For a rural and sparsely populated state, South Dakota began registering automobiles quite early – in 1905. From that year through the end of 1912, South Dakota motorists were required to obtain a numbered aluminum registration disc from the Secretary of State and to provide their own license plates in any style and manner desired. The state required all license plates to carry the state abbreviation: SD.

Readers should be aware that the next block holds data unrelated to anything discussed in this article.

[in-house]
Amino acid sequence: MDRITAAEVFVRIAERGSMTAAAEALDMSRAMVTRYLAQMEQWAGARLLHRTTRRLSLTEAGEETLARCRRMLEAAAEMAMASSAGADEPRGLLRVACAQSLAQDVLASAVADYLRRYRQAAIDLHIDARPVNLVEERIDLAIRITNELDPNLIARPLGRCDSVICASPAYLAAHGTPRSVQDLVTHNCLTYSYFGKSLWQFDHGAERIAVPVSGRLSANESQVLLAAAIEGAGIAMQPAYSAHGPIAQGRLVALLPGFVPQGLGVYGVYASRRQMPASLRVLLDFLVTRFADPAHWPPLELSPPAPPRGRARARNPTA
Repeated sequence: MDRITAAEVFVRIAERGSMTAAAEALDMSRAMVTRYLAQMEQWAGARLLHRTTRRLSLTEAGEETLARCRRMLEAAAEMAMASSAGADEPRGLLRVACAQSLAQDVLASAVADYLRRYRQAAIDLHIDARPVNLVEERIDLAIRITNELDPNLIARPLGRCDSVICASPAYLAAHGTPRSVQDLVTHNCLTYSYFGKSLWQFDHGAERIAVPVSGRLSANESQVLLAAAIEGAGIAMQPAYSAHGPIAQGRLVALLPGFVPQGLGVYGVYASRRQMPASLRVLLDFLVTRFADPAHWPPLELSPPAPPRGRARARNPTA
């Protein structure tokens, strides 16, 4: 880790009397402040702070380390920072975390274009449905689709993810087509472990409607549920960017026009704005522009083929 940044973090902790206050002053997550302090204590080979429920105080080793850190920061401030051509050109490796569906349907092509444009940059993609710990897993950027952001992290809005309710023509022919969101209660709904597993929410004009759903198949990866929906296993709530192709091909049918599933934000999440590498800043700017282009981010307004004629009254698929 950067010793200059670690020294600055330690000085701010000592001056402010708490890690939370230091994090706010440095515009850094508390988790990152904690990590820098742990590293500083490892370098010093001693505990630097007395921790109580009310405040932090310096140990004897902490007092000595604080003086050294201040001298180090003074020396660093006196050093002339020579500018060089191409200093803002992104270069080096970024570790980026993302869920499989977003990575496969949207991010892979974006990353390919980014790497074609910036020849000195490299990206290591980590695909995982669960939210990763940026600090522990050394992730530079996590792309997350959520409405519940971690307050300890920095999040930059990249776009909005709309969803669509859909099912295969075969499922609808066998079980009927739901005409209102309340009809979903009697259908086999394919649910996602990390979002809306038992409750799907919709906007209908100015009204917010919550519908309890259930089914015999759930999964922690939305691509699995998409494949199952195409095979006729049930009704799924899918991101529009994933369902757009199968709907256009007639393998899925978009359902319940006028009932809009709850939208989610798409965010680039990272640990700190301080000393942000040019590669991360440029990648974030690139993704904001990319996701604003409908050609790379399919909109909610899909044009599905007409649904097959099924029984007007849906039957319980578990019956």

The predominant type of license favored by most owners was the typical leather pad with house numbers. In fact, very few South Dakota license plates from the pre-state era were made of materials other than leather – as could be expected from a ranching state with abundant livestock. Registration numbers reached about 15,000 during the 7-years in which owner-made plates were used.

No cities or towns in South Dakota are known to have required local auto licenses in the early years.